by Tracey Block
Do you use social media yet? Well, maybe it’s time to start. New Era Plumbing & Heating Ltd. of Squamish, B.C. not only posts on Facebook and Twitter, but its blog keeps clients, crew and apprentices current on projects, materials and monthly training workshops.
Identical twins Kodi and Jhye Hopkins pride themselves on living up to the vision they chose for their company five years ago and strive to take advantage of everything 21st century technology can offer.
New Era Plumbing incorporates “old school values with a new-school mindset,” says Kodi, 31, the older of the twins by one minute. “We’ve been raised from a generation of hard workers and we’ve instilled that into our lives, while also following with the times.”
According to Kodi, all their employees in the field use iPads, Dropbox [application], management programs and Google Drive. “Everybody has access to real time work orders and changes,” he explains.
Since opening five years ago, the company has quickly grown to a 40-person crew.
“We started out as small, residential plumbers,” Kodi explains. “We ended up taking on residential homes and we grew into projects. Then we decided to start an HVAC division.”
Aaron Loveless was brought in to specialize as New Era’s HVAC division manager and Kodi’s wife, Keli, also a part owner, works as its office administrator.
The twins’ father, Brian, has owned a successful plumbing company for more than 30 years, making the work a part of the twins’ lives for as long as they can remember.
“We’d been going on job sites since we were two or three years old,” says younger twin Jhye. “Our dad even used to build us plumbing toys . . . so [it’s] been in our lives forever.”
The brothers have always been very close and completed their professional educations and apprenticeships alongside each other, attending BCIT.
“We took our plumbing levels one through four together and got our Red Seal tickets,” explains Jhye. “That’s our gas tickets as well.”
The twins view New Era’s rapid growth from a staff of two to 40 as a testament to customer satisfaction, high quality workmanship and the success of word of mouth. “Now we’re the biggest mechanical company in the Sea to Sky corridor and the work just comes to us,” Kodi continues. “[But] we don’t just hire people to throw bodies on the job site. We look for people who want to make a career out of this.”
“We also keep ourselves very involved and do the estimating and quoting in the office,” adds Jhye. “With project managing — we’re on the site three or four days a week.”
The twins say they love jumping on new products as they come to market. “We go to the factory and to the wholesalers . . . to keep ourselves on the cutting edge of new technology,” says Kodi. “We’ve done the first reclaimed water system here in Squamish. We’ve done a lot of solar work.”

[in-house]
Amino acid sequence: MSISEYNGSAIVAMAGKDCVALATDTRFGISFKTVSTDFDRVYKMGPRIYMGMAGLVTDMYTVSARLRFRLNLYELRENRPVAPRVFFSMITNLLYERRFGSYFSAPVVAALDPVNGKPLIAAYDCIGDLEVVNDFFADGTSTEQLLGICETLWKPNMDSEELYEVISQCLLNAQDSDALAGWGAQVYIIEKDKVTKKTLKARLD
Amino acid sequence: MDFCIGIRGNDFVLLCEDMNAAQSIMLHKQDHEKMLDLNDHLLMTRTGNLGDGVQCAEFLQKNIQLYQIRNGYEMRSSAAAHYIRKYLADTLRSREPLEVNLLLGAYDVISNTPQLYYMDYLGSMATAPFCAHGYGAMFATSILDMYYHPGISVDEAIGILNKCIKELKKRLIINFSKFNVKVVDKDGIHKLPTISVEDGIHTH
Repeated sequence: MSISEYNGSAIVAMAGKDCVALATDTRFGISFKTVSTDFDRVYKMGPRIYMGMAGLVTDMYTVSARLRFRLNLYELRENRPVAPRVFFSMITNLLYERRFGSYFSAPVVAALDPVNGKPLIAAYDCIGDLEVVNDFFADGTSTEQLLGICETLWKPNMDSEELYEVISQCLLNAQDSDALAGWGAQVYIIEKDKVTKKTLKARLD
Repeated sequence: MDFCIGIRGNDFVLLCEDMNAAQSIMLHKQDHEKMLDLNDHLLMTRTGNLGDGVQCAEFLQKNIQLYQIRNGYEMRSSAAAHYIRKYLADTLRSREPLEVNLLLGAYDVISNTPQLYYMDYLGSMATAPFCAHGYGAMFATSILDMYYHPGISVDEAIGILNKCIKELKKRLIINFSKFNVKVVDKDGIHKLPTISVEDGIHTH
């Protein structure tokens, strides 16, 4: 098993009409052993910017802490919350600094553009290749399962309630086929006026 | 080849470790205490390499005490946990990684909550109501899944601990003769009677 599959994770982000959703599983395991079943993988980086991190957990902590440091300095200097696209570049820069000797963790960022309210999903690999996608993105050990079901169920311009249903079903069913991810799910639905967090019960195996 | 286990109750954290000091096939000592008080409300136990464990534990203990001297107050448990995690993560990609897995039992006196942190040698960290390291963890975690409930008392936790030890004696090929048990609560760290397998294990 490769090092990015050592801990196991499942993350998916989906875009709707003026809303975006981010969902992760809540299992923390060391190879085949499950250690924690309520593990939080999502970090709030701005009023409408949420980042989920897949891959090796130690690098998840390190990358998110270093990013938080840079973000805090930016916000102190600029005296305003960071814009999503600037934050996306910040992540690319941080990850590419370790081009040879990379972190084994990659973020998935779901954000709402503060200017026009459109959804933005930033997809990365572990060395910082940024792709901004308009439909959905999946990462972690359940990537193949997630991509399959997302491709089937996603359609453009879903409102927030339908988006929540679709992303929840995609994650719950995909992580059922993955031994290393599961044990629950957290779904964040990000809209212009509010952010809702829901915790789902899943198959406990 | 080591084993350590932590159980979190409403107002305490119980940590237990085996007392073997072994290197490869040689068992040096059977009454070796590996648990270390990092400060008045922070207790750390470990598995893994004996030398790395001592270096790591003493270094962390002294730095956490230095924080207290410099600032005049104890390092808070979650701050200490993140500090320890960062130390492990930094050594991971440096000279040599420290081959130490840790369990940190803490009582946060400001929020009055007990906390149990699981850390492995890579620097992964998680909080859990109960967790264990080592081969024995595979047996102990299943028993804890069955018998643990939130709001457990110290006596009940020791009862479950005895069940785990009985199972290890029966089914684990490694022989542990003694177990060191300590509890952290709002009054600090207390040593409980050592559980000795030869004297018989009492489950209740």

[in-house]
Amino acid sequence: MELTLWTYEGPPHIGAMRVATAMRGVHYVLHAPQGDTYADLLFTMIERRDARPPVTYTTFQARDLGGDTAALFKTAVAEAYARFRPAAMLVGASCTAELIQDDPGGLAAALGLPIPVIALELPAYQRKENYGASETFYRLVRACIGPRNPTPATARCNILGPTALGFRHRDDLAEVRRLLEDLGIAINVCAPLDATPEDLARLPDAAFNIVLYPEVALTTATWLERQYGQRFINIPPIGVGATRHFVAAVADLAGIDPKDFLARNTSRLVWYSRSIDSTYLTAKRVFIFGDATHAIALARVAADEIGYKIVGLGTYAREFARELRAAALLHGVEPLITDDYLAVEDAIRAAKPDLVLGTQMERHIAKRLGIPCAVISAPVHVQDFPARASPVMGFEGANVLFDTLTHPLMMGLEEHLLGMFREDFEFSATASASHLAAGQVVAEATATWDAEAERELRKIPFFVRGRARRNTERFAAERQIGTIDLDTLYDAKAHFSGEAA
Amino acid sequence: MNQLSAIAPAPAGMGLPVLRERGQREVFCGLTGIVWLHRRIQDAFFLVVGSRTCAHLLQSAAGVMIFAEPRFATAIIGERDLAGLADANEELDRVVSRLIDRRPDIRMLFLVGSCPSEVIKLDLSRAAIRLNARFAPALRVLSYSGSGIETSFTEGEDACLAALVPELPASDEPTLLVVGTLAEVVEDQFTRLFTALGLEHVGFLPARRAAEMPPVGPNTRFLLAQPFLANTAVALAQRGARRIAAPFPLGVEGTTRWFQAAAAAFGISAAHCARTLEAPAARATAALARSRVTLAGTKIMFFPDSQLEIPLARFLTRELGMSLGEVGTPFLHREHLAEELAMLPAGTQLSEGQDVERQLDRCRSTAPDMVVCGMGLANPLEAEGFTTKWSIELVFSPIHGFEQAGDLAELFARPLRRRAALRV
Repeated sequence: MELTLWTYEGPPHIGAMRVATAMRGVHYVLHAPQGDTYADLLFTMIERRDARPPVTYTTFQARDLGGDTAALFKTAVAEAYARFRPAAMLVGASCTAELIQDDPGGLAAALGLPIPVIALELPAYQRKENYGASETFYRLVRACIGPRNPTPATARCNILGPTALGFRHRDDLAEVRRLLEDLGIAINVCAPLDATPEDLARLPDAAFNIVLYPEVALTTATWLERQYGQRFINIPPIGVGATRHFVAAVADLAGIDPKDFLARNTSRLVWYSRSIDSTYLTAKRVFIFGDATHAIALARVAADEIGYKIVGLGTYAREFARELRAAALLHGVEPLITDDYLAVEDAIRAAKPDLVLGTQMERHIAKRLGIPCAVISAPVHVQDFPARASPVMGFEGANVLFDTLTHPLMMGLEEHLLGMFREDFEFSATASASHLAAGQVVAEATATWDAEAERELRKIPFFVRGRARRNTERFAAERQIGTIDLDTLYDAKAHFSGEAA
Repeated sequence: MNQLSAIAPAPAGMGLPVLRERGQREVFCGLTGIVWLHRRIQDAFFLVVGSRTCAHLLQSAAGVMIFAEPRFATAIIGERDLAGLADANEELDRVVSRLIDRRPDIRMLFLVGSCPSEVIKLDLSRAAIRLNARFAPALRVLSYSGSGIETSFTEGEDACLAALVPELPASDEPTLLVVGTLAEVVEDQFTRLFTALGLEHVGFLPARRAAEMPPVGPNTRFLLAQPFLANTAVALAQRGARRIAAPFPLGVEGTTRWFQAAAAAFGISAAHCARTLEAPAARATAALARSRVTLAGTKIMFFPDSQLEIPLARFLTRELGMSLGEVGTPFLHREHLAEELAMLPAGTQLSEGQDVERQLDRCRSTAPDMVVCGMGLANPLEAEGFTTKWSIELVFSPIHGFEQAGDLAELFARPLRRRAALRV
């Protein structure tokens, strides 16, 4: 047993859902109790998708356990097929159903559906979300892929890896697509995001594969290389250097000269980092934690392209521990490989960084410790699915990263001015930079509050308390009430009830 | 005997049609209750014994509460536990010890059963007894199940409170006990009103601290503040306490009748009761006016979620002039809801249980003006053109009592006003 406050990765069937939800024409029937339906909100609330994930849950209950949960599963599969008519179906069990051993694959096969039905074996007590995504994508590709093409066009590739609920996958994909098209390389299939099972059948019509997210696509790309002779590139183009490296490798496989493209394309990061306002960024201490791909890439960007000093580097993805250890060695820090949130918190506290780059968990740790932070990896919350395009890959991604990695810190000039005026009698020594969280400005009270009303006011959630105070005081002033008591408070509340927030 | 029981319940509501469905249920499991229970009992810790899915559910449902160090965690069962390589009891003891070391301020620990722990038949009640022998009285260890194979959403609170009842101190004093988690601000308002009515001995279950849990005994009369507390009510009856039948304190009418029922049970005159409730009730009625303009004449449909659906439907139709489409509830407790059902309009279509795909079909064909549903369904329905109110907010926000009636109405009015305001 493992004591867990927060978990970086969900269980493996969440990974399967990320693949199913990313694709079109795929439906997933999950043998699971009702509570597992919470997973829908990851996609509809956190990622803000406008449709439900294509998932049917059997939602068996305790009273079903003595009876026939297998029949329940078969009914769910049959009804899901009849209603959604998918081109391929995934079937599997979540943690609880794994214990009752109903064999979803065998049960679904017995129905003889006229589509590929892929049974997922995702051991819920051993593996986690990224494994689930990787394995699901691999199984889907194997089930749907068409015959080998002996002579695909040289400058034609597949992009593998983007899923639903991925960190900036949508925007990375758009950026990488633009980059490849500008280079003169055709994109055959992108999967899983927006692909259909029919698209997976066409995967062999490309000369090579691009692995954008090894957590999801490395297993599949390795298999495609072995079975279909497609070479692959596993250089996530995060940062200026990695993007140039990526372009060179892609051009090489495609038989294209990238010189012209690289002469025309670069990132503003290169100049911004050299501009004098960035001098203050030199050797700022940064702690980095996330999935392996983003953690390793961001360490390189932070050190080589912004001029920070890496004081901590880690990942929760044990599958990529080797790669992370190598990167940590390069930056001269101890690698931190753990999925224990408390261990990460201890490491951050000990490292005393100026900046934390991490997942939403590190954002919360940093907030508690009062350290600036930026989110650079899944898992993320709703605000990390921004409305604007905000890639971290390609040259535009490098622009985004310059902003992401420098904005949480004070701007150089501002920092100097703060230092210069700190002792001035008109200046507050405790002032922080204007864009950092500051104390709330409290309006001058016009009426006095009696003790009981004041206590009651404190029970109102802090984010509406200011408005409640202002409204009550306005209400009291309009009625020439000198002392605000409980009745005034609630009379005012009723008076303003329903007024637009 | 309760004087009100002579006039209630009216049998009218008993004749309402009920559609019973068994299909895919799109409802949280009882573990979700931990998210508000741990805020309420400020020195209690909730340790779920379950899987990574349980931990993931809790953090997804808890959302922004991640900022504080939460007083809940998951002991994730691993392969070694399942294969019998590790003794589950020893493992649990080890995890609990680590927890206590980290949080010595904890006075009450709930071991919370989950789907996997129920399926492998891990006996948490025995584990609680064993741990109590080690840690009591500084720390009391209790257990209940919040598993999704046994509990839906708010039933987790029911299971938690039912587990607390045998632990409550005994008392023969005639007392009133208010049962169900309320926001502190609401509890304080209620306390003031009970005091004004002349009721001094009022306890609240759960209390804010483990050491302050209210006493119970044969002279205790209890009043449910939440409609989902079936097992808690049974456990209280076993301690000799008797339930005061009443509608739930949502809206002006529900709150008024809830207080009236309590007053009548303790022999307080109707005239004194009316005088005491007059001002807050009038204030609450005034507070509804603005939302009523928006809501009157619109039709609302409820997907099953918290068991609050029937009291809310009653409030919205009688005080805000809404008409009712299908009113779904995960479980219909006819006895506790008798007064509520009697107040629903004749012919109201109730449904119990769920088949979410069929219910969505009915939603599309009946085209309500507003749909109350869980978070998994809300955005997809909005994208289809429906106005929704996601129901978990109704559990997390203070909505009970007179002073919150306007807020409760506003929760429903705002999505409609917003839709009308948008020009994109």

New Era’s flagship project was the Sea to Sky gondola, says Jhye, where they were responsible for the mechanical side of the job. It was both interesting and challenging maneuvering the old service roads for the logging trucks.
“It was pretty cool getting the materials up there . . . 2,400 feet above sea level. And being the first people to be on the gondola,” he says.
“There were just so many aspects of that job that were not typical,” explains Jhye, “such as building a massive restaurant on top of a mountain.” The project took a lot of planning “since it crossed through three jurisdictions: the City of Squamish, the RMOW [Resort Municipality of Whistler] and the native lands.”
A large project New Era is just wrapping up proved to be one of its most challenging. “It’s called the Rainbow Plaza in Whistler and is set at all different heights,” explains Jhye.
Their work encompassed the project’s 66 units in three separate buildings set over varying levels of parkade, a grocery store, four commercial units including a coffee shop, and a gas station across the street. “We pretty much have our name on that whole side of the hill,” says Jhye of the breadth of the company’s work.
A few setbacks included contractors not having enough information, adds Jhye. “We’re used to things going a little more smoothly. It all worked out in the end, but it was challenging in the process.”
New Era has its future sights set on the Squamish Oceanfront Development — a six-phase, 20-year project including hotels, apartments and single-family units. “It’s basically going to be a Whistler on the water,” says Kodi. “We are definitely hoping to do a lot of work in that.”
Since becoming members of Mechanical Contractors Association of BC (MCABC) a year ago, “We’ve been soaking up their advice,” says Kodi. “As we grew bigger, it was time to join.”
In addition to MCABC advice and information, Kodi says he and his brother are benefitting by the professional development courses it offers. “We’ve done both estimating courses and are preparing to take an MCA management course this weekend or next.”
In the end, Kodi and Jhye say they also owe a big shout out to their father who they believe was a driving force behind their achievements. “For all his help and inspiration all these years,” says Kodi. “We have to thank him.”